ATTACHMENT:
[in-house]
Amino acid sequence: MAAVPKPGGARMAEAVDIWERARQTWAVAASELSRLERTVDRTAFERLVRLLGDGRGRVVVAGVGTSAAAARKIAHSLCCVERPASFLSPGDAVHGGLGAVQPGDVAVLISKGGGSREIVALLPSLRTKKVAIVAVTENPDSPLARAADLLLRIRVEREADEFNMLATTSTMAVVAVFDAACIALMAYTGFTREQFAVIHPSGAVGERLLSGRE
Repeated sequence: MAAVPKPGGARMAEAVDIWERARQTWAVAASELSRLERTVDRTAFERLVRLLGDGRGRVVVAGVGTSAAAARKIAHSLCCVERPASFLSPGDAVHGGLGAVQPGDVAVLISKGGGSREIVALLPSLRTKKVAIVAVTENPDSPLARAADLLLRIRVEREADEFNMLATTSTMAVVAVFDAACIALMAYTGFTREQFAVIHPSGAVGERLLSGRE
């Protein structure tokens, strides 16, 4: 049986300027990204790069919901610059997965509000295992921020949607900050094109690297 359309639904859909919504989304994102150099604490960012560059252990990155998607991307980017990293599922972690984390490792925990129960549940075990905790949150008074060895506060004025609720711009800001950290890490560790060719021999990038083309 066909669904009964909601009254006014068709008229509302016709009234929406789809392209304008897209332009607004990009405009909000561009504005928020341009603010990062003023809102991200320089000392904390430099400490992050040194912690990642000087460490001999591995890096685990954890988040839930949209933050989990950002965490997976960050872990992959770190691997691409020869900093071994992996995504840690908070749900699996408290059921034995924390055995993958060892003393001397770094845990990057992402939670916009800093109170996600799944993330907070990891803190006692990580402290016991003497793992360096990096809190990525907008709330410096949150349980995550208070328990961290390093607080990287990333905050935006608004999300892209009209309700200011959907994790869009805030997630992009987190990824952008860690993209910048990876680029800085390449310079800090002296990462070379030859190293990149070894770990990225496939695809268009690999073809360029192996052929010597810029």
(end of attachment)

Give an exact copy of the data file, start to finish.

[in-house]
Amino acid sequence: MAAVPKPGGARMAEAVDIWERARQTWAVAASELSRLERTVDRTAFERLVRLLGDGRGRVVVAGVGTSAAAARKIAHSLCCVERPASFLSPGDAVHGGLGAVQPGDVAVLISKGGGSREIVALLPSLRTKKVAIVAVTENPDSPLARAADLLLRIRVEREADEFNMLATTSTMAVVAVFDAACIALMAYTGFTREQFAVIHPSGAVGERLLSGRE
Repeated sequence: MAAVPKPGGARMAEAVDIWERARQTWAVAASELSRLERTVDRTAFERLVRLLGDGRGRVVVAGVGTSAAAARKIAHSLCCVERPASFLSPGDAVHGGLGAVQPGDVAVLISKGGGSREIVALLPSLRTKKVAIVAVTENPDSPLARAADLLLRIRVEREADEFNMLATTSTMAVVAVFDAACIALMAYTGFTREQFAVIHPSGAVGERLLSGRE
């Protein structure tokens, strides 16, 4: 049986300027990204790069919901610059997965509000295992921020949607900050094109690297 359309639904859909919504989304994102150099604490960012560059252990990155998607991307980017990293599922972690984390490792925990129960549940075990905790949150008074060895506060004025609720711009800001950290890490560790060719021999990038083309 066909669904009964909601009254006014068709008229509302016709009234929406789809392209304008897209332009607004990009405009909000561009504005928020341009603010990062003023809102991200320089000392904390430099400490992050040194912690990642000087460490001999591995890096685990954890988040839930949209933050989990950002965490997976960050872990992959770190691997691409020869900093071994992996995504840690908070749900699996408290059921034995924390055995993958060892003393001397770094845990990057992402939670916009800093109170996600799944993330907070990891803190006692990580402290016991003497793992360096990096809190990525907008709330410096949150349980995550208070328990961290390093607080990287990333905050935006608004999300892209009209309700200011959907994790869009805030997630992009987190990824952008860690993209910048990876680029800085390449310079800090002296990462070379030859190293990149070894770990990225496939695809268009690999073809360029192996052929010597810029």